Existentialism and Lawn Care

This year, I’ve decided to be kinder to my lawn and join my fellow suburbanites in working hard to keep it nice and green, rather than just hoping all the grass dies as soon as possible.

In past years, I used an old-fashioned push mower of 1950s vintage, made of 100% heavy steel. I hated mowing the lawn as a result, and I kept it on the lowest setting so that all the grass would die of thirst by late spring. You could actually look up my neighborhood in Google Maps and see a clear difference between our yard and those of the surrounding houses. Ours was the brown patch, visible from space.

There were several reasons for my vendetta against lawn care and my resulting use of the hand-me-down antique mower. Before we bought our house five years ago, I’d always lived in apartments and never had to care for a yard. Before then, growing up in my parents’ house, they didn’t like mowing the lawn either, so I was always the one stuck doing it. “It builds character,” they said. Phooey. Plus, gas-powered lawn mowers are noisy, dirty, fuel-wasting contraptions that are just plain bad for the environment, both in your yard and from a global standpoint. It also didn’t help that my family had a garage fire when I was a kid, and I’ve had a fear of putting gasoline in a garage ever since. I won’t even put a car in our garage today.

Then, last fall, the old push mower broke after 50+ years of service. One of the steel parts snapped in two. It was impressive. I ended up having to get a new mower, and I settled on one of those newfangled rechargable battery powered mowers.

The fact that it’s a lot lighter and makes cutting the lawn a lot easier has made the act of mowing less dreadful this spring. I’m finding that I’m doing it more often, and that I don’t mind it that much, either. I’m keeping the mower on one of the highest settings possible so that the grass doesn’t require as much moisture to survive, and the result is that our lawn is currently one of the greener-looking ones on our street.

I was feeling good about this until, while mowing yet again on Saturday, the thought hit me: at no time and in no place in human history other than here and now would this be considered a good use of one’s time, let alone rational behavior.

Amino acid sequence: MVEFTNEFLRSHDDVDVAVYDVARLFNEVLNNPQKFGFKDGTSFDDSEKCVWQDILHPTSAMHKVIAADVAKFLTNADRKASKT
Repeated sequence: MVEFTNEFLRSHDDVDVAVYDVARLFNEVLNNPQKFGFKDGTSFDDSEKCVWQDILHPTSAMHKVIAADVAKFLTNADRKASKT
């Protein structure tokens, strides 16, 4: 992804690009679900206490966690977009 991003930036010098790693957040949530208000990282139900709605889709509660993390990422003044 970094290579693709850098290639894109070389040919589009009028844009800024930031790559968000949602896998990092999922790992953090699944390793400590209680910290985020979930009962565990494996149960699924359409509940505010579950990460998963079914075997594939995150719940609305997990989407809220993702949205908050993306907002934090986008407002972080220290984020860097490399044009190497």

Think about it. In our culture today, it is considered perfectly acceptable — nay, required in many localities — to spend vast amounts of time maintaining a large space where nothing grows on it save grass. And that grass can’t get too long; there are regulations about that, complete with fines for non-compliance.

How much arable land in our towns and suburbs currently takes the form of “lawn?” Lawns don’t produce any food crops, and it isn’t like they are part of the forests and meadows that the land would naturally produce if left free of human intervention.

It’s one thing to expend time and energy intervening in the ecosystem around you if you are doing it in the practice of agriculture; it’s another thing entirely if you are doing it simply to keep a lawn looking nice, green, short, and weed free (especially when many of those weeds, such as dandelions, are in fact edible and very nutritious).

Imagine if you were a peasant in medieval Europe, and you decided that, in a large space of land in your village, rather than growing beets this year, you were going to plant this stuff called “Kentucky Bluegrass.”

“How do you eat it,” your neighbors would ask. “You don’t,” you reply. “Oh, so that means the sheep will graze on it,” they say. “Oh, no,” you say in response. “You don’t use it for anything. You just spend hours upon hours every month keeping it nicely trimmed to 1-3/4″ in height, and you make sure none of those dandelions get in there.”

“But that’s what we make salad with,” your neighbors say. “No we don’t anymore,” you say. “From now on we’re calling them weeds, and we pull them out and throw them away. They make the grass look bad. And you don’t let animals graze on it, either. They’ll mess up the lawn.”

At this point your neighbors are lighting the torches and gathering up pitchforks to run you out of town, as well they should.


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7 Responses to “Existentialism and Lawn Care”

  1. Torrey Says:

    Think about it another way… lawns as a source of protein and meat. My lawn regularly attracts rabbits, large birds, dogs, etc. It’s like an urban salt-lick. Let the serfs tend to their beets. They will be lined up to trade a bushel for my rabit stew.

    Also, let’s consider the other strange traditions of the past: In Roman times, to be fat was a sign of wealth, because it meant that you ate a lot. In Victorian times (and earlier) extremely pale skin was prized as a sign that you did not have to work in the sun. So take it as such. I have this much land that I do not have to grow and tend to simple crops.

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